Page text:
Shoulder pause.

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Shoulder pause.

Postby Redisculous » Tue Nov 09, 2010 12:53 pm

A recent conversation with masterbeato has made me realize that I have been being too lazy with my hips. He told me that the hips should be pointing at the target before you start your pull, at the right pec position.

Prior to practicing this I had no problem pausing my shoulders while the disc came across my chest because my hips weren't in position to pull them. IE they would pause because when I came around from reachback they were actually ahead of or square with my hips. Now that I am trying to get my hips around more they want to open too soon.

Is this just a matter of practicing the timing and getting them to pull my upper body to the right of the target at the right time or should I be actively resisting the hip turn with my upper body until the proper time.

Option 2 seems to yield more explosive movements but requires actually tensing the shoulder and upper arm which also seems to also help stop the elbow.. but I've never heard any mention of this on there forums so i thought i would ask.
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Re: Shoulder pause.

Postby Redisculous » Tue Nov 09, 2010 12:59 pm

When I try to actively resist the hips until it is time for the shoulder to open the feel is similar to that of reaching back except my arm is in a different position...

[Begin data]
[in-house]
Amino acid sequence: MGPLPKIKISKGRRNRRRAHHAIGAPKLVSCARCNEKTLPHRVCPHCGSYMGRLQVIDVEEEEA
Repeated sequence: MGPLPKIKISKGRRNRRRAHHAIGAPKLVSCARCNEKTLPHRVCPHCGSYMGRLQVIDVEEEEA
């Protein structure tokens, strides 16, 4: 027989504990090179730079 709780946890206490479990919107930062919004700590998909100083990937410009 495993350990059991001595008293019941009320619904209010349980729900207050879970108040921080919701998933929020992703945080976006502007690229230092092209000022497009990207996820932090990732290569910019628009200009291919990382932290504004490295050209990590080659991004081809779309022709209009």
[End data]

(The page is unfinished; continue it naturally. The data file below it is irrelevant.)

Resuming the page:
I'm posting from my phone and it makes it hard to reread this so i'm sorry if i am failing at describing this very well.
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Re: Shoulder pause.

Postby MrScoopa » Tue Nov 09, 2010 4:45 pm

I think its two rotations.

Closed to neutral. (everything is pointing at the target line). Like the right pec drill.
Neutral to open. Shoulders and hips open. Forearm swings out.

Honestly, I don't really think about it much other than my initial hip turn. Maybe I should.

Try doing the right pec drill with what you are describing and see what it does to your hit.
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Re: Shoulder pause.

Postby DiscJay » Thu Nov 11, 2010 8:39 pm

I notice that when I start pushing my drives to the right(RHBH) it's usually because my right shoulder has moved past the line of the throw too early. I can't seem to get the pause in there. This especially happens when I am working on starting the throw with my hips.
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Re: Shoulder pause.

Postby Redisculous » Fri Nov 12, 2010 6:42 am

yeah this is definitely in the second rotation. From the right pec out. I've only had one chance to really try this out in a field. I didn't have to try as hard to keep the shoulders parallel as I initially thought. I didn't get any extra d but I didn't suffer the 'one step back' I usually do when I change things up and was hitting lines better.
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Re: Shoulder pause.

Postby Redisculous » Tue Dec 14, 2010 12:26 am

So I was just watching some of Brad Walker's videos and I noticed that he, and actually quite a few people throw their left arm out away from their body at the same moment in the throw. I'm thinking that this might slow down the shoulders at the proper time. Any thoughts on this?

I wish I could post a link but , my phone doesn't let me.
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Re: Shoulder pause.

Postby JR » Tue Dec 14, 2010 2:08 am